When family and friends are expecting a baby, they craft registries, post bump photos on social media, and share fruit and animal comparisons to baby’s size. (Baby is a field mouse this week! Baby is the size of a cantaloupe today!)
Then, about a month before baby’s birth, it’s not uncommon for baby showers to celebrate the impending arrival with gifts, games, and food.
But when someone we love is hoping to adopt a baby through adoption, shouldn’t that arrival be celebrated in the same way? Absolutely.
According to Mayra Mendez, PhD, LMFT, a licensed psychotherapist, “There should be no difference between celebrating a biological child versus an adopted child as both experiences represent a celebration of life.”
When someone in your community adopts a child, they need a lot of the same support as those welcoming a biological child. Sometimes, even more.
Adoption can come at a significant financial cost
By the time Angeliegh Wingard Hartman and her husband adopted their son, they had spent a considerable amount of money pursuing their dream of becoming parents.
“We had spent about $45,000 on two rounds of IVF, followed by $13,000 for the adoption of our son,” she says.
Hartman also points out that “most people who are adopting have already been very drained emotionally and financially.”
Because of all these expenses, they could scarcely afford baby gear and clothing and relied on used items.
The celebrations can have lasting impact
Rachel Fry always knew that she was adopted, but when her parents were preparing for her arrival, they were terrified to share their news.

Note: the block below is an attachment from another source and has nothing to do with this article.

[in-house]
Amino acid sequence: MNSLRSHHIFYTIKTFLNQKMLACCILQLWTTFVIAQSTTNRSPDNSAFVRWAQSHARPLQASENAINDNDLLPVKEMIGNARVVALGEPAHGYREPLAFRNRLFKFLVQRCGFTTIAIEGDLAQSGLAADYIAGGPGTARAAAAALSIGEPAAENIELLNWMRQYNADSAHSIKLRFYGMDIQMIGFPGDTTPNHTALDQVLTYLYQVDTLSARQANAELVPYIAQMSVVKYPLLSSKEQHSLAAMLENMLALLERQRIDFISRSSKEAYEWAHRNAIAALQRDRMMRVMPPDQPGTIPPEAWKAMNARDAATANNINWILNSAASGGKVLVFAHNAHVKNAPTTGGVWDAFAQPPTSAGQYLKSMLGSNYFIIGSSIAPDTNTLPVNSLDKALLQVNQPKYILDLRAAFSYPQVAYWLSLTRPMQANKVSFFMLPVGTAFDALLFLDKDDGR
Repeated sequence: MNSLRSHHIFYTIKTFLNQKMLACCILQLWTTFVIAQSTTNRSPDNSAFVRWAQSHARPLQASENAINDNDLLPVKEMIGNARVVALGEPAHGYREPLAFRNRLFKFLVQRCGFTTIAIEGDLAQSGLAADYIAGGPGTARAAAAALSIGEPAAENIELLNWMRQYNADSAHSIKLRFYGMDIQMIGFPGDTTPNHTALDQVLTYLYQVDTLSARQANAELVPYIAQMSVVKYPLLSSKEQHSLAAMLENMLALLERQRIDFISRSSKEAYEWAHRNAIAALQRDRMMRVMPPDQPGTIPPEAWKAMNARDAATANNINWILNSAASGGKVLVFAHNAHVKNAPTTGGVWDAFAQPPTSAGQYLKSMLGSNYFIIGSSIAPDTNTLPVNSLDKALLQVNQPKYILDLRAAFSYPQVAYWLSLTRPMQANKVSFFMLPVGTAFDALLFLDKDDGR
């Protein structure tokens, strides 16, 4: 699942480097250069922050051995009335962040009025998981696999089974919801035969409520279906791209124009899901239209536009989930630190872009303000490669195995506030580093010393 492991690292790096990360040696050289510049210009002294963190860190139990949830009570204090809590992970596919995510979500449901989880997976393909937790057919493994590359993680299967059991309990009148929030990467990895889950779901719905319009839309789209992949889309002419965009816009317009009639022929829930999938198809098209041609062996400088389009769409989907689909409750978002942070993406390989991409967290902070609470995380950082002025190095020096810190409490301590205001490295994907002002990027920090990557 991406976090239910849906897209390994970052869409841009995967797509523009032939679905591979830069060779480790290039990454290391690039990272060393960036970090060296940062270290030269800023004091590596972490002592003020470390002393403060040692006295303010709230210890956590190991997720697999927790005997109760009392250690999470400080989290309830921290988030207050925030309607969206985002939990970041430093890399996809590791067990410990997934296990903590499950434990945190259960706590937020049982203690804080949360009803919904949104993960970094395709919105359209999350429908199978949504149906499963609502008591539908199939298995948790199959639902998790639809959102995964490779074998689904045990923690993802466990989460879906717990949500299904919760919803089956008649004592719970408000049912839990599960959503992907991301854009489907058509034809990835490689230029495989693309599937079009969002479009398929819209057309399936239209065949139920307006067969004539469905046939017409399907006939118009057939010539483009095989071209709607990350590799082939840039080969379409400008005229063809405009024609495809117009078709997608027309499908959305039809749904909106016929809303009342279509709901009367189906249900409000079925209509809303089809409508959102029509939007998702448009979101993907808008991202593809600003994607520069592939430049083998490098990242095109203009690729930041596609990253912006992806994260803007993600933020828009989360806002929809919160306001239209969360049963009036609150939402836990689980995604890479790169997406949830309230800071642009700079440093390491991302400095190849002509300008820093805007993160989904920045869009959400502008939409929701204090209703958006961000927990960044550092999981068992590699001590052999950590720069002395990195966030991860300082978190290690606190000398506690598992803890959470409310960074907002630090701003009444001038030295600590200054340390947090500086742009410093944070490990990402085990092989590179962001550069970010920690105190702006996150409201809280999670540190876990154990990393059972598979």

“My parents struggled with infertility for many years before looking into adoption,” she says. “They had experienced so many losses before I was born, and they didn’t tell anyone before I arrived, except my godmother, 2 weeks before.”
When it was clear that Rachel was there to stay, friends and family united to celebrate her and help provide for her needs.
“My parents had three showers… a work shower, friends, and a family shower,” she says. “I can look in their photo albums and see how much everyone celebrated me, and it means so much.”
Mendez affirms the importance of these celebrations: “The adopted child then knows that they are valued and that the family showed excitement and pleasure about their arrival. Arrival celebrations give the grown child a sense of purpose and meaningfulness. It provides the grown child with a story of roots and normalizes the adoption process. This knowledge reinforces the establishment of positive self-esteem, self-confidence, and reinforces the foundations of origin and familial identity.”
Of course, there are some inescapable ways in which adoption differs from childbirth.
Families may wait for a long time or find themselves suddenly bringing a child into their home almost overnight. They may be starting their parenthood journey with an older child instead of a newborn, or welcoming a baby with unexpected needs.
Adopted babies need diapers, cribs, clothes, car seats, and all the other — often expensive — equipment that any baby needs. Their parents also need all the helpful friends, meal trains, and support that any new parents need.
If you have a friend or family member adopting, don’t hesitate to ask them how you can support them — both before and after the adoptive child arrives — and if you can host a party to welcome their new child.